"Closed. The Chamber of Commerce in Mountain also had organized the Sanitary Brigade to help conduct house to house inspections and searches in the city that effort. Apparently went better as all of this was going on China, ask for other nations to send medical experts to Manchuria, both to help control the outbreak antiques, study the disease. To American doctors, Richard P strong and Oscar teague were in the Philippines and they were among the ones who arrived in. Manchuria. Their focus was more on study than on control since autopsies were so taboo. They focused their work on unclaimed unidentified bodies conducting twenty five autopsies that contributed enormously to the understanding of pneumonic plague researchers also tried to confirm whether the target and. And marmot really had played a part in this epidemic, but their research at that point was hampered by the fact that these animals hibernate in the winter like they could go try to find some that were hibernating. But that still wasn't gonNA really help them determine whether whether like that was not a real world scenario. So what it had been like back in November. Studies conducted later on, though did confirm that these marmots can contract pneumonic plague in the can spread it from one to another. So it seems likely that the first case of plague in this epidemic was contracted from a Marmot, but that's not likely something that will ever be proved for certain. The last new case of pneumonic plague in Harbin was reported on March first. First nineteen eleven with scattered cases elsewhere being reported over the following weeks in April of nineteen eleven. China outlawed ptarmigan hunting as the plague was winding down. The first international play conference was convened in Mukden, from April third to twenty eighth in. This was the first international conference of its kind to be held in. China. Was Conference involved a whole lot of like in. International drama. Russia's delegation was primarily made up of military people which China took as an implied threat to try to take over more territory at first Japan announced that it was going to boycott the conference altogether apparently because it felt like it was being upstaged by China. Japan did ultimately sent five delegates though in the end, the delegates at the conference past forty five resolutions as recommendations for the Chinese government on public health and plague prevention, and another thing to come out of this conference was the establishment of the north. Manchurian, plague prevention service, which we will talk about more in a moment. By the time, the international play conference came to a close the pneumonic plague epidemic in Manchuria was essentially over. Official Records Document forty-three thousand nine hundred seventy two cases of pneumonic plague and one survivor although because migrant laborers and trappers may not have been listed on official tallies, some estimates are as high as sixty thousand deaths since cases were clustered in railroad towns, the death tolls in those communities. Br Tremendous. If you look at the like the percentage of deaths like death as a percentage of the whole population. Like that number seems small, but that's because it's spread out of the whole population, of Manchuria, and not just as railroad towns. It is really not clear whether this outbreak was brought under control through medical intervention or whether it wow. Nd down through other factors, the way bubonic plague outbreaks Manchuria seemed to be cyclical and temporary, but it is clear that efforts to stop traffic along the railroads and established sanitary cordons. Round cities generally keep people from travelling that kept the disease from spreading much beyond Manchuria the creation of the. The. North Manchurian plague prevention service was one of the last formal acts of the Ching. Dynasty before the Chinese Revolution of Nineteen Eleven, which overthrew the Imperial Dynasty and established a Republic of China. The Plague Service started its work on October first nineteen twelve under the new Republican government. Sometimes, the North Manchurian plagued prevention service as described as China's first public health agency, but that's not entirely true. When we have talked about public health reform on this show before we've generally been talking about the US or the UK where typically philanthropists or medical professionals or sometimes just really enthusiastic lay people have done everything from creating new programs themselves to advocating for change at the government level. But Chinese public health followed precedent that had been set in Germany and Japan where the first public health efforts were part of the police. China had established a police based. Public. Health. Service in Nineteen Oh two in the Ministry of Police established in nineteen o five included sanitary department. These officers carried out health and sanitation directives, quarantine enforcement, and infection control procedures. China was still implementing police sanitary departments in cities by the time, the epidemic started, and there wasn't one in Manchuria yet. So it is true that the North Manchurian plague prevention service was the first public health service in northeastern China and many of its efforts were still connected to policing the quarantine. Established were modeled after prisons with patients being described using the same general language as would be used for prisoners. Conversely, it is absolutely true that this plague outbreak and the North Manchurian plague prevention services had a huge role in the development of medicine and public health in China. The Chinese government quickly recognized the role of Western medicine in treating and preventing contagious diseases. During all this, it also started to adopt the general idea that the government had a responsibility to protect Public Health William. Do was a major part of this process. He helped found the National Medical Association, in China. In Nineteen Fifteen, he service secretary that year and then as president from Nineteen Sixteen to Nineteen twenty, he helped establish hospitals including six isolation. Isolation hospitals that operated under the plague prevention service. He also helped found the National Medical Journal of China and became the first Chinese person to publish an article in the Lancet is published work in the field of medicine included co-authoring a massive history of Chinese medicine and publishing that treatise on pneumonic plague that we've been talking about that happened in nineteen, twenty six, and that treatise was the standard reference on pneumonic plague for the next. Next three decades. He also published ninety two papers over the course of his career thirty, one of them on the subject of plague, and he was involved in a series of other epidemics in China, including multiple other plague outbreaks, and to outbreaks of cholera. Woo was nominated for the Nobel Prize in medicine for work on pneumonic plague, and especially the discovery of the role played by the target in its transmission in nineteen thirty, five, this made. Made Him. The first Chinese person to be nominated for a Nobel prize in medicine over his career, he was also awarded honorary doctorates from picking, university Hong Kong University, and Tokyo University outside of his medical work. Wu helped establish libraries and he amassed a collection of two thousand books that he donated to Nanyang University as the Wu Lien Duck collection. He also donated six works of art to the Art Museum of the University of Malaysia. Thirty one. Japan invaded Manchuria, and Wu. And his family fled to Shanghai. Then in nineteen thirty seven when Japan invaded Shanghai and his family moved to Malaysia that same year Wu's wife died of tuberculosis, two of their children had died as well. One at the age of sixteen in the other in infancy. Wu. Eventually remarried to a woman named Li Shu-chen and had five more children. Whose life beyond this point is not as extensively documented and? As his earlier career and his.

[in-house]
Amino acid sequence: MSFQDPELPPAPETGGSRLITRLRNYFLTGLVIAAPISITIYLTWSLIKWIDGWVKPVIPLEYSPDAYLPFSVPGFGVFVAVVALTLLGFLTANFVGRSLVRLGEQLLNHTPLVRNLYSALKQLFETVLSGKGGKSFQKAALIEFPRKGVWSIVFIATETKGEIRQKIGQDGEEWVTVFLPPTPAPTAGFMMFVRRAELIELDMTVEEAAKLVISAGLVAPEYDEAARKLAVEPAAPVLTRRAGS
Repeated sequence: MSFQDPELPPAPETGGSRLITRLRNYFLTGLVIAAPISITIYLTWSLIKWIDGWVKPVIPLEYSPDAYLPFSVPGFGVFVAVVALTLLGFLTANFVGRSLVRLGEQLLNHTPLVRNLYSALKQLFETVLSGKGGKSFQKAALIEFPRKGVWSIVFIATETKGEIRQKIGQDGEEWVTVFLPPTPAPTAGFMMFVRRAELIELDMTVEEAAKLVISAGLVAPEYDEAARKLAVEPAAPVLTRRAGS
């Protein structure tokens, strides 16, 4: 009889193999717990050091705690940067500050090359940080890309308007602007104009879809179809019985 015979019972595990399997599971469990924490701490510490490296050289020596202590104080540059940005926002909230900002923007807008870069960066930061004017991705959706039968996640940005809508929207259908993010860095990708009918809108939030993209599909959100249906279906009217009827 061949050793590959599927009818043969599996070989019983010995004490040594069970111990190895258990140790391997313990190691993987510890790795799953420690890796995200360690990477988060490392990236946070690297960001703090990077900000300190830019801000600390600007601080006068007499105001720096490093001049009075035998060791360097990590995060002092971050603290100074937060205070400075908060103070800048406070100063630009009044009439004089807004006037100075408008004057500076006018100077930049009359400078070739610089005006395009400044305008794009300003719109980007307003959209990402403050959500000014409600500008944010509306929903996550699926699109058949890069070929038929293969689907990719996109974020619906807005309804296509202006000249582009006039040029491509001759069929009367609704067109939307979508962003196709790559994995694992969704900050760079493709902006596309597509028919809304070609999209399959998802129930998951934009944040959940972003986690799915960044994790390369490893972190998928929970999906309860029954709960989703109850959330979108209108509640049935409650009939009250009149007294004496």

"plague" Discussed on The Bugle